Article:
National Portrait Gallery

National Portrait Gallery, London
Food icon Guided tours icon Shop icon Library icon Study area icon Hearing disability facilities icon Visual disability facilities icon Wheelchair access icon

The National Portrait Gallery, founded in 1856, is home to the largest collection of portraits in the world, with works dating from the Middle Ages to the present day.

With over 1,000 portraits on display visitors can come face to face with the people who have shaped British history and culture, from Elizabeth I and Charles Dickens to The Beatles and David Beckham. Artists featured range from Holbein to Hockney, and the Collection includes work across all media, from painting and sculpture to photography and video.

Venue Type:


Opening hours

Daily 10.00-18.00
Gallery closure commences at 17.50
Thursday & Friday until 21.00
Gallery closure commences at 20.50

Closed: 24-26 December

Admission charges

Admission to the Gallery is FREE
An admission fee is charged for some exhibitions


  • Museums Association

Additional info

Evening Openings

The Gallery is open on Thursday and Friday evenings until 21.00. In addition to being able to view the Collection and exhibitions, special lectures (in English only) are held on Thursday evenings and free music events on Friday evenings.

The Collection is displayed chronologically, beginning with the earliest Tudor portraits on the top floor, the 16th, 17th and 18th centuries, through to the Victorians and early 20th century on the first floor and finishing with the most contemporary part of the collection on the ground floor.

Collection details

Archives, Decorative and Applied Art, Fine Art, Personalities, Social History

Key artists and exhibits

  • In addition to the Main Collection, a programme of special temporary exhibitions and displays runs throughout the year.
Exhibition details are listed below, you may need to scroll down to see them all.

Conscientious Objectors of the First World War

  • 21 June 2015 — 5 February 2017 *on now

This display marks one hundred years since the introduction of conscription by Herbert Asquith's government, in March 1916. As huge losses on the Western Front left the British army in need of more men, the Military Service Act required all unmarried men between eighteen and forty-one to defend their country. Those who refused to fight were called conscientious objectors (COs). Objecting on moral or religious grounds led to non-combatant roles in civilian work of national importance: labouring on farms or in aid posts. Some volunteered to drive field ambulances, but failure to serve in any capacity meant imprisonment. COs were required to argue their case for exemption before tribunals, which were generally unsympathetic and resulted in very few men being given exemption. During the Great War some 16,000 men were officially recorded as COs in Britain. Deprived of their right to vote, they were often abused as cowards and traitors. Among their ranks were numerous artists, writers and political activists.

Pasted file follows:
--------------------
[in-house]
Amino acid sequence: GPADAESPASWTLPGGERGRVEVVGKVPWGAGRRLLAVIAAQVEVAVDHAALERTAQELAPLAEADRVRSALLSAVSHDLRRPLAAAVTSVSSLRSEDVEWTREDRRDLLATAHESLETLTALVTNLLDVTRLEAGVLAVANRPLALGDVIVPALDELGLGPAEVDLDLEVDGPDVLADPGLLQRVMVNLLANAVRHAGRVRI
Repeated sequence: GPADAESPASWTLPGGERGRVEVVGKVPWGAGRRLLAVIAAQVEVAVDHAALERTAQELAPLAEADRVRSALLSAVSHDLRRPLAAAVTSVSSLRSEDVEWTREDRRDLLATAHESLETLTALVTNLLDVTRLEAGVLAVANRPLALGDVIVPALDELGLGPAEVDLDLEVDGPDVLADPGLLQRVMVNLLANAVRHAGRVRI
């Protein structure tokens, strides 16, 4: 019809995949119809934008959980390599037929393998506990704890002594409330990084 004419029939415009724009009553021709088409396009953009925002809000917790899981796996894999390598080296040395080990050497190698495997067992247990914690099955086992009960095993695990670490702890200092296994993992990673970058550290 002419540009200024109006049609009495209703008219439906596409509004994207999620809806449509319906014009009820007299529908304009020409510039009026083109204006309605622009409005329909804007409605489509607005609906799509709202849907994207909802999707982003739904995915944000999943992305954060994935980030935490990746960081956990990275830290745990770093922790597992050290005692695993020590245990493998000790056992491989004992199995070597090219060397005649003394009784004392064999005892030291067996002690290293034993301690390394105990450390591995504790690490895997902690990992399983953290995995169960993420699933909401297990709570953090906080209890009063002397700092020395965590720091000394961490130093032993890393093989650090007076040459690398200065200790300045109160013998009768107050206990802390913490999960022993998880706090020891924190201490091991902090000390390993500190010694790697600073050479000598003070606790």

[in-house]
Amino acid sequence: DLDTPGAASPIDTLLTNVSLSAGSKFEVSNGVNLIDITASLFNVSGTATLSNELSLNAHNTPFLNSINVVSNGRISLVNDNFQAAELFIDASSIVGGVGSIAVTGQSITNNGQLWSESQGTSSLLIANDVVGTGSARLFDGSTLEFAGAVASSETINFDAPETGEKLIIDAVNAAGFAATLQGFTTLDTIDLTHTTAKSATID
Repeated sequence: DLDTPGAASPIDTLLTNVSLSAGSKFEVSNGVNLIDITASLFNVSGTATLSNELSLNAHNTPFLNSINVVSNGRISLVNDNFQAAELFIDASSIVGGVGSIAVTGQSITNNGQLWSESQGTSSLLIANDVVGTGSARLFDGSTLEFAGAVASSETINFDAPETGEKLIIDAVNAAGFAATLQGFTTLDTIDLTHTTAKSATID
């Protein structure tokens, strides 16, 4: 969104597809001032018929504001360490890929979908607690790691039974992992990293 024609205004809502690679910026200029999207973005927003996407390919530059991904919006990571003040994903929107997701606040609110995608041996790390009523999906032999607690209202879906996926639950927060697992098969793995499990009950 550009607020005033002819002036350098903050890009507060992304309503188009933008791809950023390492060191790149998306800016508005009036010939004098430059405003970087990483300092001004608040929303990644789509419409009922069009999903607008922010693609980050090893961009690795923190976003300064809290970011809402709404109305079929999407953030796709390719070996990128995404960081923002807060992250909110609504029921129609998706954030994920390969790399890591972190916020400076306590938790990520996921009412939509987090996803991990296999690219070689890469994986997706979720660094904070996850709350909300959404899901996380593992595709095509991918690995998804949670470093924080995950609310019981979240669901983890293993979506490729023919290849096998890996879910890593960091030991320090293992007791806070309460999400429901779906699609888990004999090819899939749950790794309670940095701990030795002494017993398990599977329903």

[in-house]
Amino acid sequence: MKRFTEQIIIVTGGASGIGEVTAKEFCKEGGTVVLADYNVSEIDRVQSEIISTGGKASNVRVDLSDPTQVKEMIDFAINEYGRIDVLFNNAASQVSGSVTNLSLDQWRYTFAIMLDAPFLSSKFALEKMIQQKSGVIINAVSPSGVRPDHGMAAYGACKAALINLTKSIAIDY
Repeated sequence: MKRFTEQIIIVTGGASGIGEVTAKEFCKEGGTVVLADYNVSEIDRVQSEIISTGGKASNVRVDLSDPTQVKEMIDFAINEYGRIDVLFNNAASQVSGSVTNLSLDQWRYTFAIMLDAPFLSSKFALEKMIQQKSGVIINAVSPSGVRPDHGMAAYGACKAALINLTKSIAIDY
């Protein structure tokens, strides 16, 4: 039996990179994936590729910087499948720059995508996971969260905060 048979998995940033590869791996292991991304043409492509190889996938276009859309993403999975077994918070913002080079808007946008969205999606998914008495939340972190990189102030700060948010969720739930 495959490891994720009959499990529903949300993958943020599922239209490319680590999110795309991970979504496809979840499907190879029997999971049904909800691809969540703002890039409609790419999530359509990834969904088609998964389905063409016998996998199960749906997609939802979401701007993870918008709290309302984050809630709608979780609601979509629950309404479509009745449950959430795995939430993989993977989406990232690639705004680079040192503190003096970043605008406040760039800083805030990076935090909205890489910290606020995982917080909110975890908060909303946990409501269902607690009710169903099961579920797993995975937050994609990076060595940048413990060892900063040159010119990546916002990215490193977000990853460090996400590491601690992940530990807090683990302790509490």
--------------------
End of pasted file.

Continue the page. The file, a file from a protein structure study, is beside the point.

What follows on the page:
The display will draw particular attention to one of the photographic albums of the society hostess Lady Ottoline Morrell, a keen amateur photographer and patron of the arts. At the outbreak of the First World War, Ottoline and her husband the politician Phillip Morrell joined forces with leading political figures to establish the anti-war Union of Democratic Control. In the following years they made their Oxfordshire home, Garsington Manor, a refuge for COs among their circle, providing employment on the estate farm, while continuing to entertain a range of visitors representative of different perspectives on the war.

The poet Siegfried Sassoon (1886-1967) enlisted in the Sussex Yeomanry (1914) and was commissioned into the Royal Welsh Fusiliers the following year, winning a Military Cross in 1916. Whilst convalescing at Somerville College in Oxford, Sassoon visited Garsington for the first time and made contact with the group of pacifists led by Bertrand Russell. He returned to France in 1917 but was wounded and sent back to England where he wrote ‘Declaration Against The War’, a public protest about the horrors he had witnessed.

Suitable for

  • Family friendly


Framing the Face: Collars and Ruffs

  • 19 February — 31 December 2016 *on now

Clothing in Britain has often seen fantastical extravagance and distortion. This small display of paintings and miniatures explores the collars and ruffs that were such a striking feature of sixteenth and seventeenth-century dress. Their design and scale changed continually over the period, with each decade heralding a new fashion that allowed sitters to demonstrate their wealth and style. From the clean folds of starched linen to the intricate patterns of French and Italian lace, collars and ruffs offered men and women the perfect means with which to frame their faces for the world.

Suitable for

  • Family friendly


Lewis Morley ‘Mammoth’ Prints

  • 25 February — 20 November 2016 *on now

Defying easy categorisation, the photographer Lewis Morley (1925–2013) was by turns fashion photographer, portraitist, and documentarian. Although he spent most of his life overseas, growing up in Hong Kong to English and Chinese parents, and emigrating to Australia in 1971, he is perhaps best remembered for the portraits he made of ‘Swinging Sixties’ Londoners.

The National Portrait Gallery mounted a major retrospective of Morley’s work in 1989. In the years that followed, the artist gave the Gallery more than three hundred prints from his archive, most of around 14 x 11 in (356 x 279 mm) or smaller. Just prior to his death, Morley made a series of oversized photographs of some of his most famous works, with the express wish that they be shown at the Gallery. Four are appearing now, according to his wishes, for the first time.